10 Best Pre-MCU Superhero Films

Before the MCU, these were the best of the best in superhero cinema.

The Crow Brandon Lee

The MCU is so ubiquitous on our cinematic horizon that it can sometimes overshadow a number of superhero movies made before that fateful first venture of Iron Man in 2008. And it is a shame to overlook this rich period of the superhero genre's fledgling years, as it contains some incredibly intriguing directions in tone and story that are only being revisited now that the genre is well and truly established.

Despite the occasional misguided release (you just thought of that Affleck Daredevil, didn't you?), there were many truly excellent releases that deserve recognition. Some have remained confirmed fan favourites, while others are crying out for rediscovery. After all, It is difficult enough making a good film, never mind making one in a genre that hadn't quite fully established its cinematic tropes at the time.

For a true connoisseur of the genre, these pre-MCU films are unmissable early successes, with some of the finest moments of superhero cinema to be found amongst these forerunners. From edgy '90s fare to the first full-blooded outings of some of comics' most beloved characters, these are the ten best superhero movies from that pre-MCU era.

10. Blade

The Crow Brandon Lee
New Line Cinema

Long before the resurgence of R-rated superhero films in the form of Logan and Deadpool, Blade fully indulged in all the gore and action of its comic book origin. Add to that the cool central performance from Wesley Snipes and some excellent supporting work from Kris Kristofferson and N'Bushe Wright.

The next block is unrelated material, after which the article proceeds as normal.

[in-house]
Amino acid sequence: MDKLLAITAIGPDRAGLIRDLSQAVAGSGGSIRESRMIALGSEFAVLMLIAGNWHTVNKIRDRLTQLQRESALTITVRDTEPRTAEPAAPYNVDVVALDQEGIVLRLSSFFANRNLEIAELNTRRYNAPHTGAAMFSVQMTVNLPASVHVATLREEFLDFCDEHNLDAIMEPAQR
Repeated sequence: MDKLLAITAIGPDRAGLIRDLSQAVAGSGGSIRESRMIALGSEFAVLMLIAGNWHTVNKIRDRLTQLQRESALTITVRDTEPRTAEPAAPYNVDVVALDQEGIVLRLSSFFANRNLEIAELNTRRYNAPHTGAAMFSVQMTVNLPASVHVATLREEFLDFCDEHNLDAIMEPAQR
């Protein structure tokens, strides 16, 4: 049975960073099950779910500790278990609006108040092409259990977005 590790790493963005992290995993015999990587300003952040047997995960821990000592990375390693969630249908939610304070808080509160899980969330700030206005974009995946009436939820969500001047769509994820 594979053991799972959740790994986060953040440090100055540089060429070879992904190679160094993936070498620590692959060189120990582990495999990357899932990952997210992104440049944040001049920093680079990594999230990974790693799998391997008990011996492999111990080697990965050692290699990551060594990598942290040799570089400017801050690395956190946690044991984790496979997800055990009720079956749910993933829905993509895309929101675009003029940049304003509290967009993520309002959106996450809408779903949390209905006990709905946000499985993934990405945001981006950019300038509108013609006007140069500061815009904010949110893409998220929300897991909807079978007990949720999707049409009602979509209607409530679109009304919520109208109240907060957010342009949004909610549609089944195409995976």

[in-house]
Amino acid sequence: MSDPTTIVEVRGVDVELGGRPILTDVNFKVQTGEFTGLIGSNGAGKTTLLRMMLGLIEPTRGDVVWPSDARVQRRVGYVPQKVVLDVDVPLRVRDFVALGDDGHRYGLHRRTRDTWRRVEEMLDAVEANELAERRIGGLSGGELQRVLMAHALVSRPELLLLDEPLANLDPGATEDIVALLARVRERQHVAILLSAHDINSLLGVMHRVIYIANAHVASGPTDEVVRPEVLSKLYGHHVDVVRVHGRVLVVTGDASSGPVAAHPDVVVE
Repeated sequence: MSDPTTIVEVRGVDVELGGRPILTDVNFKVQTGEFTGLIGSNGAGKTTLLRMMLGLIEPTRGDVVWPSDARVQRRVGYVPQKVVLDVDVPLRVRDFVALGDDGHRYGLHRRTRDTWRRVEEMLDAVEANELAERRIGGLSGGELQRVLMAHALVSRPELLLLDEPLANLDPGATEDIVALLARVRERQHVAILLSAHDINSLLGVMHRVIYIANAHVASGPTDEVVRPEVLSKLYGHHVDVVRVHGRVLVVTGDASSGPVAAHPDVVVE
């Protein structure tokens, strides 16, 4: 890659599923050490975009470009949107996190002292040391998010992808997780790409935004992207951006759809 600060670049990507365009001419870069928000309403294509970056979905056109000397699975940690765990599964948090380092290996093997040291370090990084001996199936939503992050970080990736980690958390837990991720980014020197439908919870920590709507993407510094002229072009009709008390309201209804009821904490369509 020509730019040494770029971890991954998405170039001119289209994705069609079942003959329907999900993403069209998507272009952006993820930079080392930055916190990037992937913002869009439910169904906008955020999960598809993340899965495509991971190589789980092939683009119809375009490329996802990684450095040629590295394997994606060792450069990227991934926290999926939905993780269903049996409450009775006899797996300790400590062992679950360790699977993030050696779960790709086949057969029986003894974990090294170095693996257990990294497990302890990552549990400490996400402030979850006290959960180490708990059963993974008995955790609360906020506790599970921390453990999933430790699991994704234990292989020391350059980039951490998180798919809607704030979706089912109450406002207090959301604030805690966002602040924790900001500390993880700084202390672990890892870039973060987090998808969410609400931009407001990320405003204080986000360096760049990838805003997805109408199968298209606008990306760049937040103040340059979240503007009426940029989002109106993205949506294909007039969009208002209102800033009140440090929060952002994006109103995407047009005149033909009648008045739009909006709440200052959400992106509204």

One of the earliest Marvel licences to find big screen success, Blade focused on the titular Daywalker vampire hybrid and his mentor Abraham Whistler. Dr. Karen Jenson finds herself caught up in their underground war against vampires and particularly the ambitious evil plans of young vamp Deacon Frost.

Blade was a commercial success, and played well to audiences, though the critics were a bit more lukewarm. Suffice to say, they got it wrong and subsequently Blade garnered something of a cult following. It is a stylish blend of action and horror. Its sharp writing and direction and well conceived production design means that Blade still stands up over 20 years later. From its opening rave-turned-bloodbath (obviously a '90s film), Blade will sink its teeth into you and you'll be ever so glad it did.

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A philosopher (no, actually) and sometime writer from Glasgow, with a worryingly extensive knowledge of Dawson's Creek.